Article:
BZ: I think the short answer is storied organic abstracts. My current work is informed by the pandemic and subsequent lockdown. Amazon boxes, pole signs, old art frags on paper, a drop cloth—I’m using materials at hand that would normally be discarded. Interested in materials that have a previous life, I want to make art that is interesting or oddly beautiful from things not typically thought of in that way. In doing this, I’ve transformed the items, given them new meaning, a new narrative. The works are small because we’ve all retreated into small safe living spaces. We are all living through this unique historical event. And when we come out of this, our lives will be different.
CH.89: Where do you draw your inspiration from?
BZ: The inspiration comes from a lifetime of travels, experiences and memories. My earlier paintings were landscapes inspired by the beauty of the Outer Banks, barrier islands along the NC coast. I spent summer vacations there as a kid. After a trip to China I was inspired by Chinese ink painting and calligraphy that drew me into working in a more abstract way. I later used fragments of the abstract ink paintings with acrylic paint on paper and graphite to create a series of small works called “if trees could talk.” These were inspired by walks in the woods near my home in Maryland. The ink paintings were recycled into larger works where I explored the contrasts between the architectures of nature and man. I incorporated spray paint into the work along with ink monotypes and gestural marks in the “motif mash-up” series. These were inspired by the street art and graffiti I saw on the backs of buildings while commuting to downtown DC on the subway.
CH.89: Can you talk a little bit about what your creative thought process is like when starting a new project/ piece of artwork?
BZ: I like working with a limited palette and specific materials because I am interested in how these constraints help to focus my attention and force me to find more creative solutions. For example, when I work on a collage piece and I’m close to something that works, I’ll ask myself “what can I remove that won’t change the essence of the work.” And then I start removing things. I try to take the “less is more” approach. Chinese ink painting is a lot like this although because you can’t remove a brush stroke, you have to know when to stop.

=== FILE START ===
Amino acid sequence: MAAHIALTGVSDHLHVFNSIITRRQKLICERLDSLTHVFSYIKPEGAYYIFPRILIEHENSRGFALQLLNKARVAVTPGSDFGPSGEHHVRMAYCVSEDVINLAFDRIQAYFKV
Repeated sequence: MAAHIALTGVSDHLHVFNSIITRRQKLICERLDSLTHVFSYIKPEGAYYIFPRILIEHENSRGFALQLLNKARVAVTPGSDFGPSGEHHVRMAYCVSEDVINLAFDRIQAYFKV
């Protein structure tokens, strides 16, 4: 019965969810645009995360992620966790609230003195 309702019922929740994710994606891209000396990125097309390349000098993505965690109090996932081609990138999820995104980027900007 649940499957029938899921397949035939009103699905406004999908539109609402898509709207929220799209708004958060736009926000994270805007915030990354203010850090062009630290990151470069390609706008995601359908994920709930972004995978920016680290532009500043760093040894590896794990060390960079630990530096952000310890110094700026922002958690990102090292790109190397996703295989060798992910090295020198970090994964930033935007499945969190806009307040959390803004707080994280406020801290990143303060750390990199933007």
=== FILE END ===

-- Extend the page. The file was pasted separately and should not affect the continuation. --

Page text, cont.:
BZ: I would like the viewer to slow down and appreciate the stunning imperfections and beauty in the things we encounter every single day. I learned this while studying ink brush painting with a local Chinese calligrapher and landscape painter named Bertrand Mao.
CH.89: Can you talk a little bit about your lifestyle as an artist and what that is like?
BZ: I spend a lot of time working alone in my small home studio. Although, since the lockdown my family has been home with me and it’s been really nice to have the company. When I’m not working on a painting or a series of works, I try to use the time to experiment and explore new ideas and materials. Some call it a low stakes creative outlet. It allows me to push beyond my comfort zone, make mistakes, and especially fail. I love the Albert Einstein quote: “failure is success in progress.”
CH.89: When starting out an artistic task, do you think it is better to have a particular direction/set plan guiding your way? Or, is it better to act on impulse and go from there?
BZ: My process involves both. With collage it’s planned. I start with a part of a painting, image or drawing that I find interesting. This is usually the largest shape or a focal point in the work. I then try to work off that—adding, moving and removing other pieces, shapes, lines, textures while working through compositional issues. When I’m happy with the result, I then start gluing things down. When painting, I work much more intuitively. I make a mark or shape and the next mark is a response to the first. There is a kind of call and response happening. The end goal is the same for both approaches. I want the work to convey a sense of energy, unpredictability, and history.